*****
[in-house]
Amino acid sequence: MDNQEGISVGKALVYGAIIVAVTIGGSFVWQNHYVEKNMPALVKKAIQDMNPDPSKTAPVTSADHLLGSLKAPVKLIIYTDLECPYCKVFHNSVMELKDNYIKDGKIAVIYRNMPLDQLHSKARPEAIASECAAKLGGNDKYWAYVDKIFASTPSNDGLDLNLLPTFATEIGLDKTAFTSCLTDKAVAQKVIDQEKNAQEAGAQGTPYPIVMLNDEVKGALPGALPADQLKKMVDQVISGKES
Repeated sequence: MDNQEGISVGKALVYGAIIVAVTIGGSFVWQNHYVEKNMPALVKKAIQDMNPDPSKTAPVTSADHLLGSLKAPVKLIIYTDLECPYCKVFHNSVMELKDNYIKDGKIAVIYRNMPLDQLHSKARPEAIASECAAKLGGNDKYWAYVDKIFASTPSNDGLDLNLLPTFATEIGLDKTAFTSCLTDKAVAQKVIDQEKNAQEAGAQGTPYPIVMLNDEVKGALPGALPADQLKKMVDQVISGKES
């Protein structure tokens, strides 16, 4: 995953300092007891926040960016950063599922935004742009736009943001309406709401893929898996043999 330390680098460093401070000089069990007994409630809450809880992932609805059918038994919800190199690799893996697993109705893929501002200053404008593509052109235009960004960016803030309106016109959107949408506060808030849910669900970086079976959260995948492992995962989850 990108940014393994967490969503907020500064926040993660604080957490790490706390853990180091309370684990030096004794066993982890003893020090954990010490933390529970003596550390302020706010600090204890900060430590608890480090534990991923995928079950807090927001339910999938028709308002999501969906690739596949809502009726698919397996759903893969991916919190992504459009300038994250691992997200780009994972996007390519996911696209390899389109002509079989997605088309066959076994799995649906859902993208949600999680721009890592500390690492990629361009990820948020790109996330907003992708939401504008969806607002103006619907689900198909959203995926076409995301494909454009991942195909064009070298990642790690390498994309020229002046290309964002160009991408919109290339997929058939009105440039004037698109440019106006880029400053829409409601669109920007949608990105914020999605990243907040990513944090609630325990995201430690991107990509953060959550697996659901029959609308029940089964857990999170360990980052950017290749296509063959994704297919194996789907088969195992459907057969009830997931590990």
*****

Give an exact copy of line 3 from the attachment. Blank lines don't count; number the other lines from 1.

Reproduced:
Repeated sequence: MDNQEGISVGKALVYGAIIVAVTIGGSFVWQNHYVEKNMPALVKKAIQDMNPDPSKTAPVTSADHLLGSLKAPVKLIIYTDLECPYCKVFHNSVMELKDNYIKDGKIAVIYRNMPLDQLHSKARPEAIASECAAKLGGNDKYWAYVDKIFASTPSNDGLDLNLLPTFATEIGLDKTAFTSCLTDKAVAQKVIDQEKNAQEAGAQGTPYPIVMLNDEVKGALPGALPADQLKKMVDQVISGKES